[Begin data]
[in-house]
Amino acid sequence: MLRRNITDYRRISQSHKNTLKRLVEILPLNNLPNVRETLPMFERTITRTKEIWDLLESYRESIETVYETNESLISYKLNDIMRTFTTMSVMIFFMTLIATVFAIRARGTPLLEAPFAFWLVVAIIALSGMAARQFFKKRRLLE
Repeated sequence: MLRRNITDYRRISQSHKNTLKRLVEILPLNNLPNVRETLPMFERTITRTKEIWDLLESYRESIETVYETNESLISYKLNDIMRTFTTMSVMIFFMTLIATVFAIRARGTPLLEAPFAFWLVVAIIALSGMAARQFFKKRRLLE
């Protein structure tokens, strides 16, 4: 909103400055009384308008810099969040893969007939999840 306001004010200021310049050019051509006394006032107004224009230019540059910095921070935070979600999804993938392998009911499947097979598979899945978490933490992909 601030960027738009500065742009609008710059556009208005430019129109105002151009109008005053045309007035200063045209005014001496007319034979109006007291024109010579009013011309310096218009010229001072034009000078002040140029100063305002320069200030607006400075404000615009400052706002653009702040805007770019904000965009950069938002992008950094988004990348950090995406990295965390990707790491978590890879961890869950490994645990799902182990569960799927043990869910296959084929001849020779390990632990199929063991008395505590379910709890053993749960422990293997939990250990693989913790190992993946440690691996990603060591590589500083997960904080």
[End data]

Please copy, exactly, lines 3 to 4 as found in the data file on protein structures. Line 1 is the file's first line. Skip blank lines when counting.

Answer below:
Repeated sequence: MLRRNITDYRRISQSHKNTLKRLVEILPLNNLPNVRETLPMFERTITRTKEIWDLLESYRESIETVYETNESLISYKLNDIMRTFTTMSVMIFFMTLIATVFAIRARGTPLLEAPFAFWLVVAIIALSGMAARQFFKKRRLLE
């Protein structure tokens, strides 16, 4: 909103400055009384308008810099969040893969007939999840 306001004010200021310049050019051509006394006032107004224009230019540059910095921070935070979600999804993938392998009911499947097979598979899945978490933490992909 601030960027738009500065742009609008710059556009208005430019129109105002151009109008005053045309007035200063045209005014001496007319034979109006007291024109010579009013011309310096218009010229001072034009000078002040140029100063305002320069200030607006400075404000615009400052706002653009702040805007770019904000965009950069938002992008950094988004990348950090995406990295965390990707790491978590890879961890869950490994645990799902182990569960799927043990869910296959084929001849020779390990632990199929063991008395505590379910709890053993749960422990293997939990250990693989913790190992993946440690691996990603060591590589500083997960904080």